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A lone Swift flies over the garden this afternoon. I had become so used to the packs of Swifts cutting through the skies and round the chimney tops, that their absence brings a strange silence to the evenings. Autumn is approaching.

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The return of Swifts to the village sky makes this a red letter day. News of their reappearance elsewhere in England was announced all over Twitter yesterday – I can’t quite fathom out why Gloucestershire should see them before we do in Norfolk, but that was how it appeared. Brampton Swifts waited until Ascencion day.

Walking back from the polling station, having been notified by Bill, there they were a circling group of eight Swifts over the village houses. Their sharp calls cutting through the air. It was noticeable that there was a hatch of flies about at ground level, so no doubt their arrival was somehow timed. From experience they will circle no gather for a few days before starting to return to roof eve nest sites. Sadly these sites have become fewer over the years as cottage roofs are repaired and gaps sealed up – the Swifts are barred from their age old sites. There is a real need for more Swift nest boxes to be constructed and installed.

 

Swifts in the dog days

July 16, 2013

As the village basks in the dog days of Summer, the grass of the Common takes on a tawny hue. The Swifts wheel and swoop around the cottage roofs. They gather in flocks at height and then descend in pairs or small groups, shattering the air with their screaming calls. There is a rushing sound of air as they brake and turn in front of their nest sites in the cottage roofs. We try to count them in the warm evenings but their speed and sudden changes in direction defy us.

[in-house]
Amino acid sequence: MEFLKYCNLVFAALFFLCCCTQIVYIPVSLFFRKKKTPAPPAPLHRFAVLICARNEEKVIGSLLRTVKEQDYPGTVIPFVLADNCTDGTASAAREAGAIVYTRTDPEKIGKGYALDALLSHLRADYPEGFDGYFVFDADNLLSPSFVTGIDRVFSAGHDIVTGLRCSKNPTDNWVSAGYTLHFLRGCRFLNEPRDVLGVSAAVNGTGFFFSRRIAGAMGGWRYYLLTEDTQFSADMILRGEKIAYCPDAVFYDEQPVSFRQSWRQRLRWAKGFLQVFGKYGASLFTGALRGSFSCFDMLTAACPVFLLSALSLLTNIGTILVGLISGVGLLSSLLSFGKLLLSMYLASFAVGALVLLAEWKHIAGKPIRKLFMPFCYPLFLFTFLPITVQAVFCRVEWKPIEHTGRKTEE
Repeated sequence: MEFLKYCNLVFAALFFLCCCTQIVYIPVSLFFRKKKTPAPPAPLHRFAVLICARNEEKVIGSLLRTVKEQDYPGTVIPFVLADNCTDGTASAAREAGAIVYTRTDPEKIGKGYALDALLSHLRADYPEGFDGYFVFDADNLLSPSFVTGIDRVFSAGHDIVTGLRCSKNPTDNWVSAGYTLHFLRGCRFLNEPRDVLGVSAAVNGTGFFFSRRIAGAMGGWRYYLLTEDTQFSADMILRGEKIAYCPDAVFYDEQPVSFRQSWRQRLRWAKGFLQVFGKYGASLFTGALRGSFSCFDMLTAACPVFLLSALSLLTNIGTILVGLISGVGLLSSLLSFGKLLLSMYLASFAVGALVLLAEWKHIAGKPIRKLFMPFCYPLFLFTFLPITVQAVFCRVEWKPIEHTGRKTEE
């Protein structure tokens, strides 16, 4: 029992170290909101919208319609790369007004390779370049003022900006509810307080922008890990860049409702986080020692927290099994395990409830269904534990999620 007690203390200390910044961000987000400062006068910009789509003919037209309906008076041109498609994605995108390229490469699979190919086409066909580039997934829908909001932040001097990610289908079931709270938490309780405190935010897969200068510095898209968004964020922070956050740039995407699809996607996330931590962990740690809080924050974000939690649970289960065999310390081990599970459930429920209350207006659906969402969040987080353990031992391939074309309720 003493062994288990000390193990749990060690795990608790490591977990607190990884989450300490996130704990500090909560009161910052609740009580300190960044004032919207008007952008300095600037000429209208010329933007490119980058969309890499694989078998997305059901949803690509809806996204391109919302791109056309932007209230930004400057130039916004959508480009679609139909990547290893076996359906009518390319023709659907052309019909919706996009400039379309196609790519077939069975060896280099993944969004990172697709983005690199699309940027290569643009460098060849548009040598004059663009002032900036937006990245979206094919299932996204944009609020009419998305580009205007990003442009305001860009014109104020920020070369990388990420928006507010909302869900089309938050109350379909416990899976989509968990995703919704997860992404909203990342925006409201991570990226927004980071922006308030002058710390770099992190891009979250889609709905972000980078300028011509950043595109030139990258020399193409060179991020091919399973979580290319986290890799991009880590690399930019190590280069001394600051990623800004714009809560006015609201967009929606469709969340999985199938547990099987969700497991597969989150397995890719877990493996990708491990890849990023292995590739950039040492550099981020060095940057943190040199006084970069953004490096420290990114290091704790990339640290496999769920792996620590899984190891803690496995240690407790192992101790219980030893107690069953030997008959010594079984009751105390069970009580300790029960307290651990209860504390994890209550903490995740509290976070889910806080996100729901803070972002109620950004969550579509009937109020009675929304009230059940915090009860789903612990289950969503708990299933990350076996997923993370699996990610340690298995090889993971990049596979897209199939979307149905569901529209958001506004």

Swifts return

May 12, 2013

Every year I eagerly await the arrival of Swifts. Brampton is home to a declining number, presumably due to the loss of nest sites as buildings are being re-roofed and closed off. This morning two pairs screamed their way around the roof tops of the village. Reports of their arrival elsewhere in Norfolk was causing a degree of anxiety about  a Brampton no-show. But they have got here. It is likely that the showery weather has pushed the insects down to lower levels, thus bringing the Swifts with them.  As the poet Ted Hughes put it, the Swifts circle madly “Racing their discords, screaming as if speed-burned..” As if to announce their ownership of the air space around the eves. 

July Swifts

July 24, 2012

Fine weather with clear skies appears over the village. The Swifts, which have been noticeably absent during the previous dull weather, have returned to their routine low level roof-hugging evening flight. Their screaming calls ring out even as dusk approaches. I assume that their favoured insect food has hatched in large numbers in the gardens and fields as the weather has improved. The groups of Swifts include their newly fledged young, now airborne and ready to stay that was until next years breeding season or perhaps longer. As I chat with Piet outside the cottage, another streamlined hunting form appears overhead – a Hobby causes panic amongst the Starlings, but the Swifts carry on without visible concern.

Swifts landing

May 14, 2012

After at least ten weeks of permanent flight Swifts are inspecting possible nest sites in the roofs of Brampton cottages. As Fiona quietly weeded her garden below, I watched one such Swift execute a deeply curled spiralling approach which ended in a small up-tick as it folded its wings and grasped some little purchase against the tile on the eaves of Trinity Cottage. It must be something like trying to park a car in a garage after approaching at 100 miles per hour, after spending months on the motorway. It only feels like Summer as the groups of Swifts race around the houses, with their high pitched screaming which seems to be borne out of pure exhilaration.